Telum vox pop: 5 things to know about broadcast journalism
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Telum vox pop: 5 things to know about broadcast journalism

Telum Media caught up with radio and television journalists in Indonesia to discuss their roles and scope of work. Find out their thoughts on Telum’s 5 things to know about broadcast journalists!

Danang Sundoro, Sports Editor, RRI (Radio Republik Indonesia)
1. Opportunity to travel abroad
Working in the sports sector, I have the opportunity to travel abroad almost every year. There are numerous sports championships held overseas.

2. Multiplatform
Radio nowadays is no longer limited to speaking in front of a microphone. We are now expected to operate across multiple platforms. We have RRI.co.id, RRIplay Go, and Pro3 Siniar.

3. Working hours
Working hours at RRI can extend up to 7.5 hours, with effective broadcasting ranging from four to five hours.

4. Multiple roles
My role at RRI is not purely office-based. Sometimes I work as a Reporter while in the field, as an Editor when in front of my laptop, as the Head of Desk when in charge of an event program at RRI, and as a Presenter at Pro3 Siniar.

5. Dubber
I also sometimes become a dubber to voice advertisements on RRI, depending on needs and content.

Harfin Naqsyabandy, News Producer, SCTV
1. Salary
The salary of a Broadcast Journalist is often perceived to be substantial. However, it turns out it's not as glamorous as people say. The size of the salary depends on one's achievements and skills.

2. Big risk
Being a TV journalist comes with significant risks, especially for those in the field. They have to produce high-quality coverage with large and valuable tools. They also bear great responsibility for the outcome of their reporting and the security of their equipment.

3. Working hours
Working hours cannot be predicted, especially for those working in the field. Being a TV journalist means chasing moments and ambiance. They must be ready to work early mornings and late nights, sometimes even working 24 hours without a break.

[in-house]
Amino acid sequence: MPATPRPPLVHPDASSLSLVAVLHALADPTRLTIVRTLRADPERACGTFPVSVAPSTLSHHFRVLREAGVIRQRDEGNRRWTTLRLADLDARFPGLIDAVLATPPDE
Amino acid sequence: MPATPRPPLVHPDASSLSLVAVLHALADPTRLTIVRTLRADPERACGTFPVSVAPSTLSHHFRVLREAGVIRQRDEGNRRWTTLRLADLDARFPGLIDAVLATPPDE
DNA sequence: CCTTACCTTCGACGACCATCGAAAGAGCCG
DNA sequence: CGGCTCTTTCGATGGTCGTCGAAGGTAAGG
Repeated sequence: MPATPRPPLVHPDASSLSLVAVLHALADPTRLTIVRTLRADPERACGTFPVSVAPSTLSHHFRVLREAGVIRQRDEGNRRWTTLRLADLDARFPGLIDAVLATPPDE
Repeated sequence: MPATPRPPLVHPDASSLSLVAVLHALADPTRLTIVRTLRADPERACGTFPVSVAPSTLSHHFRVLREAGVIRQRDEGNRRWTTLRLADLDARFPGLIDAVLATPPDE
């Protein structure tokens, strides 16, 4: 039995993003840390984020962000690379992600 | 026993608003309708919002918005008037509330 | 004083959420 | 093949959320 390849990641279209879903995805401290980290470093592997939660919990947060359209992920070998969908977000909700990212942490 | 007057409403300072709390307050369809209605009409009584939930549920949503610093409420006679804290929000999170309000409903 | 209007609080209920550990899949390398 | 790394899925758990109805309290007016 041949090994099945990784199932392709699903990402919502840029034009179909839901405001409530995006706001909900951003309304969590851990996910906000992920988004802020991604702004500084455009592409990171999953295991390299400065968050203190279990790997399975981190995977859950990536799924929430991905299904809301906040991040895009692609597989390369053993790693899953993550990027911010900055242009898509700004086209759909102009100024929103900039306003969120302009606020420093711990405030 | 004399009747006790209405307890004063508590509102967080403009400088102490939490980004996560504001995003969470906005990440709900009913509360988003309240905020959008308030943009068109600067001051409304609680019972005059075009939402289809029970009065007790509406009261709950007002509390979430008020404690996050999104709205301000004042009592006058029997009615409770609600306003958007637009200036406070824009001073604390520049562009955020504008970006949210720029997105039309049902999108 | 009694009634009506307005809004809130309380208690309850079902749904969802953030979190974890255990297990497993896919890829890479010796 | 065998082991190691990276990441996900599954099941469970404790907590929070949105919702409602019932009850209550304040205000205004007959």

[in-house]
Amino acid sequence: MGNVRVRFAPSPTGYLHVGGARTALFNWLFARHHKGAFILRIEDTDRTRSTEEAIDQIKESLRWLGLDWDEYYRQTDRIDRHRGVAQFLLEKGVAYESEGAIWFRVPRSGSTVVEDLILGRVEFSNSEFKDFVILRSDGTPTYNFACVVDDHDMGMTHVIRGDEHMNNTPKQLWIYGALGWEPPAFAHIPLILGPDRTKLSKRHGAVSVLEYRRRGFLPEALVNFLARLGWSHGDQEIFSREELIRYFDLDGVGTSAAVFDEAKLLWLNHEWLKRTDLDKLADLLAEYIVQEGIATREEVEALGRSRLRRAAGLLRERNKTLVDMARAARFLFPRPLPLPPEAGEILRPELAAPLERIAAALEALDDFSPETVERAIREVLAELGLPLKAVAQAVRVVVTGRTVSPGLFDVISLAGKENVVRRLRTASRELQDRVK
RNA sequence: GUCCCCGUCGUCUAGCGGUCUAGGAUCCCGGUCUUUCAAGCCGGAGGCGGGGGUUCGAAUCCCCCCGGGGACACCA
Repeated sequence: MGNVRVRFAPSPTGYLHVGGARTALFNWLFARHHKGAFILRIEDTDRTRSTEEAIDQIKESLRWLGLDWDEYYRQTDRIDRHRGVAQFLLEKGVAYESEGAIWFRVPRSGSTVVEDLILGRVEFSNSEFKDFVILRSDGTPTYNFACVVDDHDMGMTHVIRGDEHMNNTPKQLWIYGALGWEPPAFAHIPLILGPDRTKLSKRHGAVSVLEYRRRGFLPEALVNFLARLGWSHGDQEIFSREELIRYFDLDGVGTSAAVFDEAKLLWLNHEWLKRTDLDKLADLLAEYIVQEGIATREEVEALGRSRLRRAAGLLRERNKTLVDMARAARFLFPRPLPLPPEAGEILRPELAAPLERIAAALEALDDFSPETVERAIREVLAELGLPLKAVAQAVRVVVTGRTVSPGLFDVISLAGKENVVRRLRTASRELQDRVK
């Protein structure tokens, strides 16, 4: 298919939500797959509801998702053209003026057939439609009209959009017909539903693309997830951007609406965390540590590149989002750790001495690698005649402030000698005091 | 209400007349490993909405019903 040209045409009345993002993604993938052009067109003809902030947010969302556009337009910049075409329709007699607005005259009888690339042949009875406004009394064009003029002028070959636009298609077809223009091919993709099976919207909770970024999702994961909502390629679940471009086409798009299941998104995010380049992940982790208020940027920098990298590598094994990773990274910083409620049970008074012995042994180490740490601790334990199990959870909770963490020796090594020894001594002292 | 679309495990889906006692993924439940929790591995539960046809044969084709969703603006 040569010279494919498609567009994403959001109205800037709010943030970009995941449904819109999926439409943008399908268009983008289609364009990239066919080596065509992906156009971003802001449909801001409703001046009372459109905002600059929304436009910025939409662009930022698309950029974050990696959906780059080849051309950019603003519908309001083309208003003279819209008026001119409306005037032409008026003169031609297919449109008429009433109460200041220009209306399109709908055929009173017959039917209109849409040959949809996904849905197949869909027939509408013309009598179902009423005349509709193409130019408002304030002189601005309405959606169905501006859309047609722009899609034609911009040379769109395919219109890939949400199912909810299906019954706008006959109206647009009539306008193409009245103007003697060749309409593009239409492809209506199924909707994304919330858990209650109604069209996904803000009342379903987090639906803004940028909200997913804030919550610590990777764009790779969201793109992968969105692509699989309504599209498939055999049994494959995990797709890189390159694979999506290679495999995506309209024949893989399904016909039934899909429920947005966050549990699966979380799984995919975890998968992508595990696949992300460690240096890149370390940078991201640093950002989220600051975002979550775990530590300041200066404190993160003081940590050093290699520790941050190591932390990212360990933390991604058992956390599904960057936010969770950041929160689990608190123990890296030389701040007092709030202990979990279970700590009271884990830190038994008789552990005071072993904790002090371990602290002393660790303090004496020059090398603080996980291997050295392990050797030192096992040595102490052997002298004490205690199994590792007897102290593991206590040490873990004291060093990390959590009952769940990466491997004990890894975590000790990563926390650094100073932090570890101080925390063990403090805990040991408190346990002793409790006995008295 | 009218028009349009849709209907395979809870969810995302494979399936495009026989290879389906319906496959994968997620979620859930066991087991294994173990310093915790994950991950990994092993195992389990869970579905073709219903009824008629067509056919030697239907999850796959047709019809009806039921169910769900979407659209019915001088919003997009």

4. Promising career progression
Starting as a Reporter, one can gradually move up to become an Assistant Producer, then a Producer, and eventually an Executive Producer. The duration of this progression depends on the individual's performance.

5. Visuals
In the world of broadcast journalism on television, we compete with others to capture distinctive visuals. We must strive to obtain captivating visuals that can be enjoyed by the viewers. We need to be skilled at analysing events.

Wella Andany, Documentary, and Investigative Reporter, Kompas TV
1. All about visuals
Images or footage on television media are highly crucial. If we can't obtain visuals, we have to think of suitable illustrations as substitutes.

2. Multiple production process
I mostly create documentary stories. After acquiring coverage footage, we transcribe, separate the visuals and audio, and then select the materials suitable for broadcasting.

3. Longer than it looks like
People think our job is simple, but actually, it can take up to a week to make a single documentary story.

4. Wider career progression in TV
We can be Presenters, Producers, or even Podcasters. Each position requires approximately two to three years of experience.

5. Exploring our materials
In online media, journalists can typically produce lengthy and detailed written content. However, on television, we strive to find ways to present captivating visuals. Displaying too much data can become dull.

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Telum Media

Database

Journalists
Harfin Naqsyabandy

News Producer

Danang Sundoro

Sports Editor

Wella Andany

Documentary and Investigative Reporter

Media
Telum Media

1 contact, 128 media requests

Kompas TV

14 contacts, 4 media requests

SCTV

31 contacts

RRI (Radio Republik Indonesia)

13 contacts, 1 media request

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